Charlotte Barrow


Charlotte has published life writing in ELLE UK after winning the magazine’s 2011 writing competition and has participated in projects with the Royal Philharmonic Society.

 The Courtauld Institute of Art and LA Noble Gallery to encourage crossovers between creative writing, music and visual art. She also writes poetry and fiction and is currently working on a fictionalised biography of Canadian soldiers in WWI. Her work often explores the themes of memory, love and the relationship between humans and their environment.



Twitter: @charlieabarrow

View as PDF: Charlotte Barrow - Ice Cream

Ice Cream

Desire is an ice cream counter in summer. Do you remember standing hungry before all the choices? Back when the season was new and you were wild with cravings. You found a job working in an old-fashioned ice cream parlour, just so you could be near all the flavours. You would rub the glass for hours, easing the smudges that over-eager customers left behind. Beyond the transparent surface, each individual a depth of colour so bright and attractive. You quietly worshipped their kind the way some girls fell in love with movie stars. There was so much choice that sometimes you weren’t sure what you were looking for, and anyway, how could you know without trying them all? You dreamed about the sweet flavours melting in your mouth.

So there were endless little spoon trials. At first they tasted new and exciting, caressing your buds with raspberry, chocolate, coffee. But you were never discreet enough. You were clumsy at hiding what you did, and your managers caught you, and banned you from the counter for a whole week. That irritated the hell out of you. Why did they care so much about you having a little fun? So when they were on a break out back, or doing delivery runs, you snuck out to the front and kept right on tasting. But before you’d sampled even half, without knowing exactly when, you started to confuse the flavours: which experience belonged to which little bucket? How did you feel when you had Black Cherry? Did it taste wrong because you still had residue of Key Lime in your mouth? And suddenly you realised you’d had a little too much and the novelty was gone; everything tasted the same or maybe everything was starting to taste wrong: bitter when it should be sweet, or nutty when all you wanted was smooth, clean vanilla.

So you decided to choose one, and to tell your managers and colleagues about it and get their approval. You didn’t know how to pick the right one, but there was no turning back. You’d got a large cone and there were no refunds, and so you tried to enjoy it but no, you soon realised you’d chosen wrong. It didn’t taste right; there was something sour and unripe in it. But everyone was waiting for you to say how happy you were, so instead of disappointing them with the truth, you opened your palm and let it slip away and then there was just a dirty slick on the floor and your empty hands, helpless to bring it back. So you quit your job and told everyone you weren’t eating ice cream anymore.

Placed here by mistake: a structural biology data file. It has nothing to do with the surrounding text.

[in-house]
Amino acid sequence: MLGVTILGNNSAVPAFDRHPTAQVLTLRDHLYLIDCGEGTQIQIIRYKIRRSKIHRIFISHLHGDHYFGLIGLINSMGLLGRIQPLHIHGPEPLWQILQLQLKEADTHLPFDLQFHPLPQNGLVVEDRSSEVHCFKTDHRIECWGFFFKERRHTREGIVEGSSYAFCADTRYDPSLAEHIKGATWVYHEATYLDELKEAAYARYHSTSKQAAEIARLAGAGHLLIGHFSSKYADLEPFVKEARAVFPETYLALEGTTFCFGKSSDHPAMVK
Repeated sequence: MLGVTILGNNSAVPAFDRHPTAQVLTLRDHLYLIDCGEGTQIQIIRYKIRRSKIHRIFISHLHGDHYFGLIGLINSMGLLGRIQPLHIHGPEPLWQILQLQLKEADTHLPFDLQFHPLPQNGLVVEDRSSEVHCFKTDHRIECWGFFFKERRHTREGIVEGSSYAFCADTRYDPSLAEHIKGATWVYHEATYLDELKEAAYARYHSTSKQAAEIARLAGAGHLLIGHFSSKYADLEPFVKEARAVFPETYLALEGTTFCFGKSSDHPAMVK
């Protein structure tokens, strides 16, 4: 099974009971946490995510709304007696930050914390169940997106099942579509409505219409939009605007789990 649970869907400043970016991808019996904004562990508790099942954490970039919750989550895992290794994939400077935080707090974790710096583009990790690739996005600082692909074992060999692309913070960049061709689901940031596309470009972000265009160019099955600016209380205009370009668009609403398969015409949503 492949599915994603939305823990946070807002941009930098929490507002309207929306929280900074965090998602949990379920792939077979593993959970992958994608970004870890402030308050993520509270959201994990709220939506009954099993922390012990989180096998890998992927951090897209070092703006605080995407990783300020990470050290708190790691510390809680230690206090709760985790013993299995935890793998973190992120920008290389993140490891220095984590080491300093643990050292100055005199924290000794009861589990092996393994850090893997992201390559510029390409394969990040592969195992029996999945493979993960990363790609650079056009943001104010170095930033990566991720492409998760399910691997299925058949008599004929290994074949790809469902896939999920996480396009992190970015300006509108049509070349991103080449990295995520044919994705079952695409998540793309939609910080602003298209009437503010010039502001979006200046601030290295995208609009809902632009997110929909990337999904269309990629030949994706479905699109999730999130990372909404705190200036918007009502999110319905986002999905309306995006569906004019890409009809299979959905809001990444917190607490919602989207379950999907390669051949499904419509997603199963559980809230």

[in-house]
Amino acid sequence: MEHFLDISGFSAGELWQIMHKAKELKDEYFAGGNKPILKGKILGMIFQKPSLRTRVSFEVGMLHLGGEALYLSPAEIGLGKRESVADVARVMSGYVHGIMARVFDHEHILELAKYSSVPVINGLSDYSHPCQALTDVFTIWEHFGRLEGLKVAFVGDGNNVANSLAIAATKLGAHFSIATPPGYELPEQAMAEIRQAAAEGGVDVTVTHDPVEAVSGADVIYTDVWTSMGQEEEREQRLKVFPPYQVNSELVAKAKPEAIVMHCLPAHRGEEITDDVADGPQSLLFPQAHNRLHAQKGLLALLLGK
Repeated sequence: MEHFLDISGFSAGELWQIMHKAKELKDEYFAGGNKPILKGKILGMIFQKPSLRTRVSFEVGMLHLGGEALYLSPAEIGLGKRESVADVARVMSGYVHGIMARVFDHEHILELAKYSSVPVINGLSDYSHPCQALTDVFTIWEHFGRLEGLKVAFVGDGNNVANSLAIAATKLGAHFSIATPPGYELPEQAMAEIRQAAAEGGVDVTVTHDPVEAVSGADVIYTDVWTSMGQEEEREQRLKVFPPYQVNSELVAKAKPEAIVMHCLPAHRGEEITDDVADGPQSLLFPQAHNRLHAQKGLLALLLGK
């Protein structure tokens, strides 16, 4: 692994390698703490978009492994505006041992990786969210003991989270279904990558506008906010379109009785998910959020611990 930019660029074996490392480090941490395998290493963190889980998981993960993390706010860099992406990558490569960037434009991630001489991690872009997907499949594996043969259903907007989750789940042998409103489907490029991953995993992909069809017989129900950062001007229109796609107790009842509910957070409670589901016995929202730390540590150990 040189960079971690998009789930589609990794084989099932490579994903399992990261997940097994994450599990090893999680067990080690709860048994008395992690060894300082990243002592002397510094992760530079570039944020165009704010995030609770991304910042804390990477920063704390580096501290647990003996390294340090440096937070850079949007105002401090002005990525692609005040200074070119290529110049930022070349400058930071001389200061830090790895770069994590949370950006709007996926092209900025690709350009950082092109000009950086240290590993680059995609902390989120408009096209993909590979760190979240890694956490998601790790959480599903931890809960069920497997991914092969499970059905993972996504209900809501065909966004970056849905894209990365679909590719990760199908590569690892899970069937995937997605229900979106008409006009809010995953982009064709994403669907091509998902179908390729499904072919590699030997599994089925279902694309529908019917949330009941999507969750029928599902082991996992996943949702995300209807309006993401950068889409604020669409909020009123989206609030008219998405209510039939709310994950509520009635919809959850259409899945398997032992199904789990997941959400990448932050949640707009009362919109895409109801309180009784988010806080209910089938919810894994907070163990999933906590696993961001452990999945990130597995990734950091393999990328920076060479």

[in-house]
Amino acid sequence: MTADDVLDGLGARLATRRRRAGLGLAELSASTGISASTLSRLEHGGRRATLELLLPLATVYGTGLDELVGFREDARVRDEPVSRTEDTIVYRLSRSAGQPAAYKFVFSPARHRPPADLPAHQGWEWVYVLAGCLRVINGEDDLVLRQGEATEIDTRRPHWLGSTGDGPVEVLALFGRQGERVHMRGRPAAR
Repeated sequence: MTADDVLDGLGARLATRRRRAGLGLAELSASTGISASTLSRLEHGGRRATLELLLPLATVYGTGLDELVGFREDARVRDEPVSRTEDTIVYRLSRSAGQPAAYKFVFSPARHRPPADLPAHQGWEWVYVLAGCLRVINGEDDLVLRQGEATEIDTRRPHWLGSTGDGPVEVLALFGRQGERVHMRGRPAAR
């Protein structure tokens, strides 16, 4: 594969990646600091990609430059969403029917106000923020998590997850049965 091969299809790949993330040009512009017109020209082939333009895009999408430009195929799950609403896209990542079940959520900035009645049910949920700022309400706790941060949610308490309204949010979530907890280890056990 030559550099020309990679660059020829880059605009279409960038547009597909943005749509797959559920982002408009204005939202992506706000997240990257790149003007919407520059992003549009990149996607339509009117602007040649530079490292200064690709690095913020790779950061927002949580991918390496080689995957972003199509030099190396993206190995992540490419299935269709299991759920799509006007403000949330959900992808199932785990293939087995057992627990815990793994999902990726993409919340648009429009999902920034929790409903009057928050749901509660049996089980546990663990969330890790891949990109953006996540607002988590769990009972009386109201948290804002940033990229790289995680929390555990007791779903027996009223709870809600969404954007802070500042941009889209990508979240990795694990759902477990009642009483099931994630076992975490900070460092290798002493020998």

But the fasting didn’t last, because the craving was still there, and it was still hot outside, and you couldn’t sleep for thoughts of ice cream. You decided to try again, but maybe in less of a hurry this time. You believed you’d learned to control your gluttony. You no longer wanted to try everything available, you just wanted that one perfect flavour, the one you hadn’t had before, the one that was waiting for you all along: your ideal. So you found a shop; a grocery store because you’d learned that testing too many flavours didn’t make the decision any easier. You were looking at the rows of options from behind the glass freezer door, and checking the labels. You decided to take a chance because you liked the raspberry’s ripple, and besides, it was organic, locally-sourced and contained no artificial colours or flavours so it must be good, it had all the signs of being good so what could go wrong this time? You took it home, deciding you wanted to go slow, not rush straight into it like before, so you put it away and made yourself wait, building the anticipation. Then, when the time you’d set for yourself arrived, you turned out the lights and put on your favourite show, and reached for the ice cream, but it seemed strangely light, and when you opened it, you realised instantly that your flatmate had got there first. There was nothing left for you, and you were angry and hurt that she would take something from you without asking, but you couldn’t say anything, because otherwise she was a good flatmate, and your friend, and you wanted her to be happy, really.